Very recently, comedian Abhineet Mishra shared a rather moving post about Shillong and the diversity which it exemplifies, which is evident by the grandeur in which both Durga Puja and Christmas are celebrated in the city. As a Shillongite, and one who has seen much of the ‘diversity’ here, I had mixed opinions about the same. We would like Shillong to be the way it is thought to be, however, the reality on ground reflects a rather disturbing picture.
I do admit that comparatively, the discrimination and hate meted out towards the non-indigenous citizens of the state has reduced when one looks at the present and the years that have gone by. However, that does not imply ‘all is well’. Roughly 11% of Shillong’s population consists of what we are called ‘dkhars’ or ‘non tribals’, and the troubles faced by them in this state for decades have never attracted any national attention, even though the problems revolve around xenophobhia and religious discrimination.
The Hindustan Times today reported that a Ganesh idol was asked to be removed from NIT Meghalaya, a central educational institution. Who put forward this demand? The ‘local student bodies’. In just three days, the Jaintia Students’ Union objected to the idol as it would “incite communal sentiments” among the students and staff belonging to other faiths. Student unions in Meghalaya can wreak havoc in the lives of people who disagree with them, and often it has nothing to do with students. With this tendency, when Jaintia Student Union protests vehemently and says this can ‘incite communal sentiments’, they mean it will definitely lead to trouble and violence because they will ensure it. The intolerance, no matter how unsurprising, is a blot on Meghalaya’s society. It is disheartening to see that even in 2019, nothing has really changed and ‘dkhars‘ are still shown their place whenever it deems fit for certain elements to do it.
NIT Meghalaya was also in the news for xenophobia a few months ago following a brawl inside the campus between the local and non-local students. This escalated into a mob-like situation when a bus full of NIT students (from other states) was stopped and the students inside were thrashed. One can take a guess as to who consisted the mob which attacked the students. Of course like all other incidents which transpire here, there are two conflicting versions. It is best to not get into the version game. Whatever the version may be, it is not justified to harass students to an extent that they are forced to think about fleeing the state. Also, mind you, not one liberal soul across the country screamed ‘minorities are under attack’ when this incident took place.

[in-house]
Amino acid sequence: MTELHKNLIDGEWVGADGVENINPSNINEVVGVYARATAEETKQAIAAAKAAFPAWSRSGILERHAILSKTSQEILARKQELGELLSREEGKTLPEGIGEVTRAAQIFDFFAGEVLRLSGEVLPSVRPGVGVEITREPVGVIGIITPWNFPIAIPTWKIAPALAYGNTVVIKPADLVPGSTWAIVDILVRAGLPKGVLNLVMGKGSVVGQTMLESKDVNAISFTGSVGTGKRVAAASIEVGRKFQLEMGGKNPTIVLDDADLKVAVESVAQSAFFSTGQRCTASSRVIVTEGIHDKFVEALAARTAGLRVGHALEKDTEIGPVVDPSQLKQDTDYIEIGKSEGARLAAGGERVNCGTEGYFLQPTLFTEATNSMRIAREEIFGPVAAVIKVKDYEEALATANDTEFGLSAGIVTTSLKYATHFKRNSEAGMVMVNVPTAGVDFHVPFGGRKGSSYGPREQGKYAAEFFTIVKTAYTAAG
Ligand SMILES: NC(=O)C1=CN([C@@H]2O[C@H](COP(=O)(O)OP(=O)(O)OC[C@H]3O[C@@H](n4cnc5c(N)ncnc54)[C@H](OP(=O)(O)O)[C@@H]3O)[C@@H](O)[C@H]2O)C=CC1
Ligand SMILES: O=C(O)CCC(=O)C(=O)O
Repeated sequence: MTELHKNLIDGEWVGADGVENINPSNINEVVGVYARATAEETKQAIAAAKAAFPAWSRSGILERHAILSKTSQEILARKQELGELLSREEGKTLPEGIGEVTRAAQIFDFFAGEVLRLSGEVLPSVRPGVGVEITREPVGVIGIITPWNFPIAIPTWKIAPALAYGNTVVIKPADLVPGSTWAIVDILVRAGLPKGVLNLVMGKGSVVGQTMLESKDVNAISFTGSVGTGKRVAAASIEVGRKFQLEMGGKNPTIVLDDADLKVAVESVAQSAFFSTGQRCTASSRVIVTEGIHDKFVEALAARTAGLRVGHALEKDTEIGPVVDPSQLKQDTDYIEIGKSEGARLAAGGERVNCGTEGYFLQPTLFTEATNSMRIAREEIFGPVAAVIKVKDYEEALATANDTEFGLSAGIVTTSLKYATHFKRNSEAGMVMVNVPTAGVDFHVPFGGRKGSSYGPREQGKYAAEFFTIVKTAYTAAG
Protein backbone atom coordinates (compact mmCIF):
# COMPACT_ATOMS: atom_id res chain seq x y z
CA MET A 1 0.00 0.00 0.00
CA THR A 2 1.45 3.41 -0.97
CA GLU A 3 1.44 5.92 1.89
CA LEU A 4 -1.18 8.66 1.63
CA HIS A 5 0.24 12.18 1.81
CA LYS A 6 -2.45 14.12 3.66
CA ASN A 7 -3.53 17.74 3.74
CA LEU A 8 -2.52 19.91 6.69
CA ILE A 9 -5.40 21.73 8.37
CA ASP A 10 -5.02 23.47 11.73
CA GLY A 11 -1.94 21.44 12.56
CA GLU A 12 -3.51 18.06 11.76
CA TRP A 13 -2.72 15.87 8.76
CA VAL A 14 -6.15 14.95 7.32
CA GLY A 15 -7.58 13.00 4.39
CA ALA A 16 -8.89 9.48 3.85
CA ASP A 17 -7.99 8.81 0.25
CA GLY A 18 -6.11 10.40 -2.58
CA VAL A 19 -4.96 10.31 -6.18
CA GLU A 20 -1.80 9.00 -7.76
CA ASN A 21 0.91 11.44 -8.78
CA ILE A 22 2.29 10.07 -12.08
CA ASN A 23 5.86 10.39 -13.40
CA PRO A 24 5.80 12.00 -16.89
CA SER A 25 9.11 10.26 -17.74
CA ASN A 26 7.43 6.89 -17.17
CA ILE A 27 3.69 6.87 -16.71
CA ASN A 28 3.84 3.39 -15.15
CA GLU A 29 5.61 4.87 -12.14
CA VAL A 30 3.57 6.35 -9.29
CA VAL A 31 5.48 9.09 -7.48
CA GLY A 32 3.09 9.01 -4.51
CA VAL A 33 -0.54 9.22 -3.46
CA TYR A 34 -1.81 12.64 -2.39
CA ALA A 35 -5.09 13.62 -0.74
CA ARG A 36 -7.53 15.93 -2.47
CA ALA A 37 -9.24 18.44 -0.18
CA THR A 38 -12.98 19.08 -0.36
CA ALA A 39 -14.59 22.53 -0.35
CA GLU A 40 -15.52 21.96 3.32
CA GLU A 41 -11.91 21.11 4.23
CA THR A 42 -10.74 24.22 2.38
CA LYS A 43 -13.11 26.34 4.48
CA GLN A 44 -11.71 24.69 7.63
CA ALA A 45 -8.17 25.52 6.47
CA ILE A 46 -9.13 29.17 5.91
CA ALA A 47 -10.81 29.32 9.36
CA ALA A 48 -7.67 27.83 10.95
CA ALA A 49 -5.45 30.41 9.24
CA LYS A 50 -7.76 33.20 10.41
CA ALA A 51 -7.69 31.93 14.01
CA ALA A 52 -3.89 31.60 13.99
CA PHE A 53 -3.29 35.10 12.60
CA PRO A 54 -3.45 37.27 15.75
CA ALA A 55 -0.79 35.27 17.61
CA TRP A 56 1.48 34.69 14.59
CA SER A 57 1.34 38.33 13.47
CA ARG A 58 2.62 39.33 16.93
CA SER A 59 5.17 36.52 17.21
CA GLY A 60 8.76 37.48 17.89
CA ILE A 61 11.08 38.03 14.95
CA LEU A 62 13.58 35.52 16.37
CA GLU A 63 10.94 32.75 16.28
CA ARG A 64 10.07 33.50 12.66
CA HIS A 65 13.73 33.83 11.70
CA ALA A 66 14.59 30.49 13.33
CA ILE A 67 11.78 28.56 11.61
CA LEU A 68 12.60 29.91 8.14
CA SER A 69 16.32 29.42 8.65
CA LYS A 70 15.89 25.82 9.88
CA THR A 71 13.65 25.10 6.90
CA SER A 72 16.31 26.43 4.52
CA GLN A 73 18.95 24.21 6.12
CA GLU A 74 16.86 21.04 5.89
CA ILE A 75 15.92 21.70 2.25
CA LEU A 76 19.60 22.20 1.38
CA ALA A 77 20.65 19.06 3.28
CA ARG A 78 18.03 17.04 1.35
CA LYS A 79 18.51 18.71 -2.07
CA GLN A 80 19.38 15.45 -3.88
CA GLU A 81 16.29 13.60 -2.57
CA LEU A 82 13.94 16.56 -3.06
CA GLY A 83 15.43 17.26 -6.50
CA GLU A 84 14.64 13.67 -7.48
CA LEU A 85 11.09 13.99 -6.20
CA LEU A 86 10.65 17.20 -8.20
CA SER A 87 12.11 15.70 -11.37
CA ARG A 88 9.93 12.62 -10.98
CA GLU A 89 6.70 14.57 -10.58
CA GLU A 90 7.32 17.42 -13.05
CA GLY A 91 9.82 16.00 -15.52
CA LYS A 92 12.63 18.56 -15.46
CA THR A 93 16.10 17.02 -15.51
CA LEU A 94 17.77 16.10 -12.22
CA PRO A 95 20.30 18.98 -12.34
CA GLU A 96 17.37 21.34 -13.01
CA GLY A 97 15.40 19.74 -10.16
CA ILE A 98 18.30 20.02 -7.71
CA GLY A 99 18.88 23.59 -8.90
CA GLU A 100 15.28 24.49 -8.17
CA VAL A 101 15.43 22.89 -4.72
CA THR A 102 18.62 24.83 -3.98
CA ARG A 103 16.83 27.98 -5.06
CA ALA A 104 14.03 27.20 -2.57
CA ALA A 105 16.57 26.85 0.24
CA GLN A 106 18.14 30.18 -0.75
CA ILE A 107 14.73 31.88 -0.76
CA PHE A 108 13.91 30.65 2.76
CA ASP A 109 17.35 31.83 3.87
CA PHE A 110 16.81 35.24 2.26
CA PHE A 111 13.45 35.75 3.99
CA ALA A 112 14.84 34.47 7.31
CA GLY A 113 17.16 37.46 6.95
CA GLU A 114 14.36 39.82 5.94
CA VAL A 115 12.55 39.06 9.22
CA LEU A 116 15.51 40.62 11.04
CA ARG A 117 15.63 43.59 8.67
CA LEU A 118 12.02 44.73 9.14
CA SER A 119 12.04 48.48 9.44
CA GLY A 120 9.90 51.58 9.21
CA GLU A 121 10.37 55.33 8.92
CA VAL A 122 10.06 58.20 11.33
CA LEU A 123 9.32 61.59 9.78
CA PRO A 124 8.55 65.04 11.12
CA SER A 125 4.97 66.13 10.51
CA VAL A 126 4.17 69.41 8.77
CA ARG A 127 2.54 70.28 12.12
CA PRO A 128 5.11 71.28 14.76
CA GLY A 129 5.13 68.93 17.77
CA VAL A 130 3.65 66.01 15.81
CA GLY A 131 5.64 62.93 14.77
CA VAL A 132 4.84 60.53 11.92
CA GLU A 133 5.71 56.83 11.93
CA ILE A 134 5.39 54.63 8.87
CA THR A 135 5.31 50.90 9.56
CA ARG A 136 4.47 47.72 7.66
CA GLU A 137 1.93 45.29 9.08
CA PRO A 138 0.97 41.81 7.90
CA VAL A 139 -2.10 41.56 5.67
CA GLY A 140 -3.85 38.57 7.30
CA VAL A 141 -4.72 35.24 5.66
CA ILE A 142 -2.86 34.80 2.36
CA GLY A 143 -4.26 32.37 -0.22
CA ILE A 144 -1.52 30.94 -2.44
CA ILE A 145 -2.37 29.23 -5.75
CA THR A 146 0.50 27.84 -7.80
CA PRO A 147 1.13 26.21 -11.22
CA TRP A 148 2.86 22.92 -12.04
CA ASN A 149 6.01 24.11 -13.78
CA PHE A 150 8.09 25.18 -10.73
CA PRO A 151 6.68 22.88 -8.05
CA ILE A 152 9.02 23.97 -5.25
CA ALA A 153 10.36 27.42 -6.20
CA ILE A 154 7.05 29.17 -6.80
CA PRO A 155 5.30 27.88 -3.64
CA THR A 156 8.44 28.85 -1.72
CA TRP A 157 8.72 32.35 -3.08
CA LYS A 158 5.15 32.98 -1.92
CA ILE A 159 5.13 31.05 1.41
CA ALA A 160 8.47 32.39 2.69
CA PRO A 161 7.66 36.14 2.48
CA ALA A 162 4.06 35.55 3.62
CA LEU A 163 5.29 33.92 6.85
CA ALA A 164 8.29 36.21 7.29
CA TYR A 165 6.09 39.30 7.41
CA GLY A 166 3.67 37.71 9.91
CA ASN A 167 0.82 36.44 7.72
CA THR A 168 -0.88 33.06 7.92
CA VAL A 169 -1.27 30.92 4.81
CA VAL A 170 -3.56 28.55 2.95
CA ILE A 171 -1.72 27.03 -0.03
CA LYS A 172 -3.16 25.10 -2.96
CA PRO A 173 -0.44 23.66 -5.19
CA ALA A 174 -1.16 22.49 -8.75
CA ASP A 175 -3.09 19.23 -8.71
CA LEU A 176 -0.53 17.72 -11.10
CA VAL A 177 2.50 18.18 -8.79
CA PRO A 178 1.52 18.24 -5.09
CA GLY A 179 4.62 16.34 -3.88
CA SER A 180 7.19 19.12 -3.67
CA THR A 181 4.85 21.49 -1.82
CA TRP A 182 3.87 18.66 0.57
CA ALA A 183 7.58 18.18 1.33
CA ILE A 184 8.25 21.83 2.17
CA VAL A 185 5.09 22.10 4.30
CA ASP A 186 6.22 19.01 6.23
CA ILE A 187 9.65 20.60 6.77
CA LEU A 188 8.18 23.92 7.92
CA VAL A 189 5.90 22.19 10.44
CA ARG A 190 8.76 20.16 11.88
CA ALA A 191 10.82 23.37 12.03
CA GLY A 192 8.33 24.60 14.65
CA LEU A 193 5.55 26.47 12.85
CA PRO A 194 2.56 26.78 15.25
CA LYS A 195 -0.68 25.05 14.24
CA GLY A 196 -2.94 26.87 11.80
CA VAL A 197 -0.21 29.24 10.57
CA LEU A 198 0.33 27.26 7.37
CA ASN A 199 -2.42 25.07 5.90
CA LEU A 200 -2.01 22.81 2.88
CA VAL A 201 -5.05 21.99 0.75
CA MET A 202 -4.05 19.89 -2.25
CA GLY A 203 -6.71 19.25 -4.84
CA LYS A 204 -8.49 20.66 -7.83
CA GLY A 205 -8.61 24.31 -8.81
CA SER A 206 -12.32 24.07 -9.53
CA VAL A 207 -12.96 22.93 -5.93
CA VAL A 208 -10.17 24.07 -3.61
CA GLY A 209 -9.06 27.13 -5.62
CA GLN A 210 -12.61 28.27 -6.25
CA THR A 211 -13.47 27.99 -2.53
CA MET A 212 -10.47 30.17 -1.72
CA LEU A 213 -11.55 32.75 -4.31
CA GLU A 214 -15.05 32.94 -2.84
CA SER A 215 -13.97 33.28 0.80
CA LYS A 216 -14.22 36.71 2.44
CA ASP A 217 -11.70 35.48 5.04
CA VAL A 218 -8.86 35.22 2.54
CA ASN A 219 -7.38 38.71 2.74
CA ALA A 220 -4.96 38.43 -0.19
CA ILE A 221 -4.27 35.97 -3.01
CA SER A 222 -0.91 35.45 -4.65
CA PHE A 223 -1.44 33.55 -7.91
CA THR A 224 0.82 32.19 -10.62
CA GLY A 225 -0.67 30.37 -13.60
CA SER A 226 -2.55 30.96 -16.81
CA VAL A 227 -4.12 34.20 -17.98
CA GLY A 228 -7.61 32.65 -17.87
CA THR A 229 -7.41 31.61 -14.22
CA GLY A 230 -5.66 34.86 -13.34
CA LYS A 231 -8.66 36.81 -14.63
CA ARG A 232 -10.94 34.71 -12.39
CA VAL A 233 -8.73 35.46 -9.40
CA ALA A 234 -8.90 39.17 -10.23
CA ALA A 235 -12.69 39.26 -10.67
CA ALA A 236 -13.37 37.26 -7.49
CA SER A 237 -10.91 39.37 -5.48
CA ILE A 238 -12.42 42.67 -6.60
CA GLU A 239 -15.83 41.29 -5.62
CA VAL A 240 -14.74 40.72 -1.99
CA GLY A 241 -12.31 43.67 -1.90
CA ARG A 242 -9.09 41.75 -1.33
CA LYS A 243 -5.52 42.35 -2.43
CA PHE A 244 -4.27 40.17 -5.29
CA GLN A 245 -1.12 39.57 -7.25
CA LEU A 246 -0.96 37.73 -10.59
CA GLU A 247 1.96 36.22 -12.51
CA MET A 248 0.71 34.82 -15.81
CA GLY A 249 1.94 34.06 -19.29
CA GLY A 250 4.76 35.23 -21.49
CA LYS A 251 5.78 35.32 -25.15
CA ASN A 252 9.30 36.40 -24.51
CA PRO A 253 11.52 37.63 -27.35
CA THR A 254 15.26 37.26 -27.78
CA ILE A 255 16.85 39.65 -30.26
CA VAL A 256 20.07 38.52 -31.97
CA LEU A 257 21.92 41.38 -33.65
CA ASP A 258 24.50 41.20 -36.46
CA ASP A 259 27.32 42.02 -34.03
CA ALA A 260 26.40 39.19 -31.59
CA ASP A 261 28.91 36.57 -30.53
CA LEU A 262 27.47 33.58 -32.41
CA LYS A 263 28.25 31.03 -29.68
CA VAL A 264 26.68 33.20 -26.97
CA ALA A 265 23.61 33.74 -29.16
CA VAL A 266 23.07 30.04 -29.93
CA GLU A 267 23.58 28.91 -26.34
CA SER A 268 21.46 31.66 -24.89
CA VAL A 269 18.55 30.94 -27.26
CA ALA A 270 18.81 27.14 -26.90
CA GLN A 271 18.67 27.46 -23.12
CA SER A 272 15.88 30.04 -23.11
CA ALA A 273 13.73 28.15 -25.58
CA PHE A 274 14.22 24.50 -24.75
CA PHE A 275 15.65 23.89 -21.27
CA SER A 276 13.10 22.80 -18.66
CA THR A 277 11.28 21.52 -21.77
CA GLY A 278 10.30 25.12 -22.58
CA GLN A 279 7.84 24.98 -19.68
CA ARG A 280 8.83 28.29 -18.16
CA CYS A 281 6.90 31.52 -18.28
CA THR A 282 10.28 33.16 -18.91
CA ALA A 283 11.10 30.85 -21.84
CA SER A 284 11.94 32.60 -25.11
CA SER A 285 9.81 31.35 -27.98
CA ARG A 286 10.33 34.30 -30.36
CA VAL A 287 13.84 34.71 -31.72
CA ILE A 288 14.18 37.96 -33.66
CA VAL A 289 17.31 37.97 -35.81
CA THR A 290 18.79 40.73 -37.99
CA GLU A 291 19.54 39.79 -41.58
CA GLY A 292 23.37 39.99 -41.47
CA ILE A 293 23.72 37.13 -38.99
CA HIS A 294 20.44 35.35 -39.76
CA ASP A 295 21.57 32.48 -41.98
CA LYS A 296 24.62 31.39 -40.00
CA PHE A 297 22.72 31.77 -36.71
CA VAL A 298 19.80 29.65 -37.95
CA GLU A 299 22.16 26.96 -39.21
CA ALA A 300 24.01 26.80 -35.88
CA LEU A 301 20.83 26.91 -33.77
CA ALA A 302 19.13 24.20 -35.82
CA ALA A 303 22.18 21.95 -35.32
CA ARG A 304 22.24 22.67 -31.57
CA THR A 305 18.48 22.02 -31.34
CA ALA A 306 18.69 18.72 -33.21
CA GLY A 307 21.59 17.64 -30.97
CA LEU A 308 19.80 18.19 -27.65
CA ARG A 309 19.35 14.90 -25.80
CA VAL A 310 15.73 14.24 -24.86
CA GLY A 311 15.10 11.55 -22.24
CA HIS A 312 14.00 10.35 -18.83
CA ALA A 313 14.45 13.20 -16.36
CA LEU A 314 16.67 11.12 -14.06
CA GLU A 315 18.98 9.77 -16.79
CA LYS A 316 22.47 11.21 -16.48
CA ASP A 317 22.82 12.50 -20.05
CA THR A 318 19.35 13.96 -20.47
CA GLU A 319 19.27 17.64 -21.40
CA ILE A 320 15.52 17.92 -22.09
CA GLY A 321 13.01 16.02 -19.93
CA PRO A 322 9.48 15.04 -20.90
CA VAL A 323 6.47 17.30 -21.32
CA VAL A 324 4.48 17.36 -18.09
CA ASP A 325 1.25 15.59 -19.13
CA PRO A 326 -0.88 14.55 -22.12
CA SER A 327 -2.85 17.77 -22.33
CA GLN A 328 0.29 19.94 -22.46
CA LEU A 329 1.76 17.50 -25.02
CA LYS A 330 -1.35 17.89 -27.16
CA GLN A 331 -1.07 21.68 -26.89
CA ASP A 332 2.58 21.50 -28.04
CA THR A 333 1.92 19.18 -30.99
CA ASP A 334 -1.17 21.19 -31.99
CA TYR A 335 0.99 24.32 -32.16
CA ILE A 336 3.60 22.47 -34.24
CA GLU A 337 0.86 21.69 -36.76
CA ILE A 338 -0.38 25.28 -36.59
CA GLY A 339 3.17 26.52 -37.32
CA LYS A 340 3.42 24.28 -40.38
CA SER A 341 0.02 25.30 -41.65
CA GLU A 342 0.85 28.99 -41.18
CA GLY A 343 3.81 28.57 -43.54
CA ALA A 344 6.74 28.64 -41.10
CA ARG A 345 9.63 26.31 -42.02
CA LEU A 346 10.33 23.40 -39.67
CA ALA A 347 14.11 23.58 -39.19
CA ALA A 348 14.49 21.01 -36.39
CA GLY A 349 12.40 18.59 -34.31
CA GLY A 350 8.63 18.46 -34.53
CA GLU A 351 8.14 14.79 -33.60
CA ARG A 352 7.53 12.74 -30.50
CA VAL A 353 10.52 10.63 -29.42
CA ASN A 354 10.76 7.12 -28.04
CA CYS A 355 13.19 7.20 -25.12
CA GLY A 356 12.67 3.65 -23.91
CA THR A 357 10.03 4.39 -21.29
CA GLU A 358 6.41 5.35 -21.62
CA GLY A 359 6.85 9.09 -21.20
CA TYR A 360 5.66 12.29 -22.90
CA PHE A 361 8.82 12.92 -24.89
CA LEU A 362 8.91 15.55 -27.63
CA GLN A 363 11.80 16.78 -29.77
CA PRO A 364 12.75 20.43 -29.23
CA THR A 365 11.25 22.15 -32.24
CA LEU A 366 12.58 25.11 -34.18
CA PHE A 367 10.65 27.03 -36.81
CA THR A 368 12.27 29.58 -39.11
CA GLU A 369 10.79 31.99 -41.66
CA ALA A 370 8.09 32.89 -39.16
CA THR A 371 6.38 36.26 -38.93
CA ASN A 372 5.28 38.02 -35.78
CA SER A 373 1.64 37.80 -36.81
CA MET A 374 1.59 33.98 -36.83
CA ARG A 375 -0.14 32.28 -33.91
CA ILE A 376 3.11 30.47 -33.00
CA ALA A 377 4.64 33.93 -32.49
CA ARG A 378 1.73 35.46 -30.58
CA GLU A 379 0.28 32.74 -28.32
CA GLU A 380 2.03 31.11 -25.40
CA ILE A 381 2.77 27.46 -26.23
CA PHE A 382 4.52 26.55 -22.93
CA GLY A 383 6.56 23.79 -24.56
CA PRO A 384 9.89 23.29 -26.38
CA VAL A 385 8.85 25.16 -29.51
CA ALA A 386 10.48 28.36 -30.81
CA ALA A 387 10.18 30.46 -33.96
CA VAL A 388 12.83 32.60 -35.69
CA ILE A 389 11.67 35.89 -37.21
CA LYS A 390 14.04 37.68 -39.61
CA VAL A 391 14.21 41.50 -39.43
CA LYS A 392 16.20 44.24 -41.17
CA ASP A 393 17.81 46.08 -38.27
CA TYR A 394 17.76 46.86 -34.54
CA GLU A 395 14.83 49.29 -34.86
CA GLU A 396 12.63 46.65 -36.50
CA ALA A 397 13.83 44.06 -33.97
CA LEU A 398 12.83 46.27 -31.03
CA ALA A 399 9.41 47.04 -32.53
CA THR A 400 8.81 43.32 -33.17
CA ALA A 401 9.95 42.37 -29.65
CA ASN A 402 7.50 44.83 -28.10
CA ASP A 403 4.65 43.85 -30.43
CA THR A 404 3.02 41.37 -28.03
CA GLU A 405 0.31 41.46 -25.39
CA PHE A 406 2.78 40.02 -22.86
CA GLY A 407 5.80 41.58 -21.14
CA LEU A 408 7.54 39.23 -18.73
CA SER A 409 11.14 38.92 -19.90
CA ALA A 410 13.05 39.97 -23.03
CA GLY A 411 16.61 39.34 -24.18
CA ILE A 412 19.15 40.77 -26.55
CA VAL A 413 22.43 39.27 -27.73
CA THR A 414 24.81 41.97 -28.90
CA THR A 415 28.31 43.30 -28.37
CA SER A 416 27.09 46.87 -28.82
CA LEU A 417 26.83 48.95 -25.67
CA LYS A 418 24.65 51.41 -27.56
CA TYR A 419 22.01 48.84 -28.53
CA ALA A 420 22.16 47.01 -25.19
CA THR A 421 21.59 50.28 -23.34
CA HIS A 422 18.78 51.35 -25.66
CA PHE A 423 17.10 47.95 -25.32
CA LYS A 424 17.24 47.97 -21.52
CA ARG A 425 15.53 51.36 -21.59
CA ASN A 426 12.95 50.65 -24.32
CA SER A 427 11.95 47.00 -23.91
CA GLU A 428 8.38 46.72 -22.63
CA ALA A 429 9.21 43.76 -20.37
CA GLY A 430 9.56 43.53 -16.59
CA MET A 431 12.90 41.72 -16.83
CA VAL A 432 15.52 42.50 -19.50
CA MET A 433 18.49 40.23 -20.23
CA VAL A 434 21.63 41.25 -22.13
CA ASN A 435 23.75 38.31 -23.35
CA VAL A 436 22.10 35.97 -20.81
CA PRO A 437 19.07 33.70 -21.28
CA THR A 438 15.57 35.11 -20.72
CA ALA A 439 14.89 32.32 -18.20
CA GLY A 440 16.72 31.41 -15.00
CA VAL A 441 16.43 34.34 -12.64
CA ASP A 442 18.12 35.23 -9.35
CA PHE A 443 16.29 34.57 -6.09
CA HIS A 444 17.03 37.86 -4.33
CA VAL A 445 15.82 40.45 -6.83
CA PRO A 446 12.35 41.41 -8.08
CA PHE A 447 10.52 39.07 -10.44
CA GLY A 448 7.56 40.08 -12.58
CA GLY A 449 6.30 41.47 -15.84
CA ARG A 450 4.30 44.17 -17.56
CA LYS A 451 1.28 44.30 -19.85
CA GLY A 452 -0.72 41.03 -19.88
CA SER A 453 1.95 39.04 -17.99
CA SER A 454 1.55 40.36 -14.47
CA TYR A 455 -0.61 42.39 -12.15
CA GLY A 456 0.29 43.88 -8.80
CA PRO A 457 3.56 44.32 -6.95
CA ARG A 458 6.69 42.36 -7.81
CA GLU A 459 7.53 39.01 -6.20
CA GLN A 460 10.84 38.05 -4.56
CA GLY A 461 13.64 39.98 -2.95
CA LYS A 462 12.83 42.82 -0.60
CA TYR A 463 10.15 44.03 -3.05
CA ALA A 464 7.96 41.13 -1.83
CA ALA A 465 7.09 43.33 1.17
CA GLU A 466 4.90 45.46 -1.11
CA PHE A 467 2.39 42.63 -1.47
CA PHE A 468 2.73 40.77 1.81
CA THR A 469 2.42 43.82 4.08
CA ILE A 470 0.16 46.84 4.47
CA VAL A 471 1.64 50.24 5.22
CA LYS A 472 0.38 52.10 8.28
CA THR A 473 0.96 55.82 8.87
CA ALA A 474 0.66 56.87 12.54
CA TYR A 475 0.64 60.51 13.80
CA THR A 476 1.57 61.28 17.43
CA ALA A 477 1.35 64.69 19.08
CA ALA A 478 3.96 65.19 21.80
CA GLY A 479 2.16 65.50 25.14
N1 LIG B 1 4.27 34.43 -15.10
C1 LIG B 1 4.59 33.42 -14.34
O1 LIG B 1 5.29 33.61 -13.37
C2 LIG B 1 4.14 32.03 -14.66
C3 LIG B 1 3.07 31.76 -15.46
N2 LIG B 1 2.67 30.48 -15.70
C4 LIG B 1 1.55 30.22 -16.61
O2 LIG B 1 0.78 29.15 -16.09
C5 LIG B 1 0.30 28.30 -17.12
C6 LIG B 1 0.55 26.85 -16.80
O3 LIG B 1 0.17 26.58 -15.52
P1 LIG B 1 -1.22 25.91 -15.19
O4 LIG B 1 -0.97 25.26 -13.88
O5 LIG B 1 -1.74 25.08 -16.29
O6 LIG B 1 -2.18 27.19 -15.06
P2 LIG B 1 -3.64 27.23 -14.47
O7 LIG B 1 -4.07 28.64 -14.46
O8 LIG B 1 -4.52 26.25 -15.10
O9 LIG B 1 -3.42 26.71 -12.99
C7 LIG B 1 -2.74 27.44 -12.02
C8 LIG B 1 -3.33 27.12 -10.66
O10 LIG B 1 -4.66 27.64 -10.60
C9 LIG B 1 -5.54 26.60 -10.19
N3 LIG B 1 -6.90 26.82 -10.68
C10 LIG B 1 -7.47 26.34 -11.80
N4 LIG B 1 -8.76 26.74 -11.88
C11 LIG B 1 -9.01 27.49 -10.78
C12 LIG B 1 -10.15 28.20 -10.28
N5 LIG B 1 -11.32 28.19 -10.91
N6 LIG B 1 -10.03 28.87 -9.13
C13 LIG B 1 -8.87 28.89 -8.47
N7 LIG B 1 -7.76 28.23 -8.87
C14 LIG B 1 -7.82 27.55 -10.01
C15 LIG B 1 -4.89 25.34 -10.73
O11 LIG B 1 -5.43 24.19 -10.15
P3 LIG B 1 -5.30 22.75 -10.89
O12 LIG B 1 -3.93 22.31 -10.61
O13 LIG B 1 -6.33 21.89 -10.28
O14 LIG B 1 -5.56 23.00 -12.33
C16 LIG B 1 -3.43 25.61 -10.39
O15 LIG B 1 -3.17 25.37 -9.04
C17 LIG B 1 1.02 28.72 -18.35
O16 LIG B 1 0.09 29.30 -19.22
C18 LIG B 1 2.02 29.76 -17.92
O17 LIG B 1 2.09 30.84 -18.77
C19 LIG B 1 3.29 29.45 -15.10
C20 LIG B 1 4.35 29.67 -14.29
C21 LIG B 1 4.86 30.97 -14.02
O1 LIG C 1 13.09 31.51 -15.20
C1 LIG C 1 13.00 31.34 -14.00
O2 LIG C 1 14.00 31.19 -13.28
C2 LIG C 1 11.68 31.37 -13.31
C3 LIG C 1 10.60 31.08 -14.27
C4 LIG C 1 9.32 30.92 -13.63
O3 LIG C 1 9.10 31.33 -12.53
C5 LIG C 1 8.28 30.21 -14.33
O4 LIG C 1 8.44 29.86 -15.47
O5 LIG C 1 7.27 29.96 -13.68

However, the latest move by the Jaintia Student Union to ask for the removal of a Ganesha idol is an outright infringement of the fundamental right to religion and worship of all those concerned. What business do these student bodies have to dictate which statue is to be placed and which statue is not worthy of being placed inside the campus? I am very sure that come Christmas, NIT Meghalaya will put up a Christmas tree to join the fervour in the state. What if someone then complains about the installation of a Christmas tree, or the portrait of Jesus Christ? Will these student bodies take it lying down?
The vast majority of children in Shillong are educated in convent and missionary schools, where one finds Christ’s portrait and the Cross installed in every classroom and busts of Saints at the entrance of institutions. Oh, the one way street that is secularism in India. We never really bothered as to what morning prayers we were made to recite, the ‘Lord’s Prayer’ every morning never invited protest from the minorities in Meghalaya. However, will this mutual respect and tolerance for each other’s faith always be unilateral? Does the majority community here, specifically the student bodies, not think it to be a responsibility on their part to also accept the faith of others? Article 30 of the Constitution provides for minority communities to run and administer educational institutions freely, and often discriminate, and at the same time this ‘right’ strips the majority community of the same privilege. To be fair, the people of the state are not as much intolerant as compared to these student bodies, which, due to their political compulsions, and also to stay in relevance, indulge in these cheap theatrical acts, often leading to further division among the people based on their race and community. The history of Meghalaya, which people loosely refer to as a ‘Christian’ state, is replete with incidents of mass riots and communal flare ups, often stemming from a sense of ‘right over this land’ syndrome.
This also goes on to prove how the word ‘minority’ has been concocted to suit specifically only two communities in India. The harassment of Hindus or Sikhs or any other Indic community, when they are in minority, simply does not qualify to be news and outrage worthy.
The administration of NIT, instead of standing up to this authoritarianism, simply removed the Ganesha idol. What would have been admirable, would be for them to protect the right of their institutional autonomy, and also the right of worship of their mostly non-Christian students. The ‘spirit of Shillong’ would be well served when one really understands that tolerance and mutual respect are not a one-way street.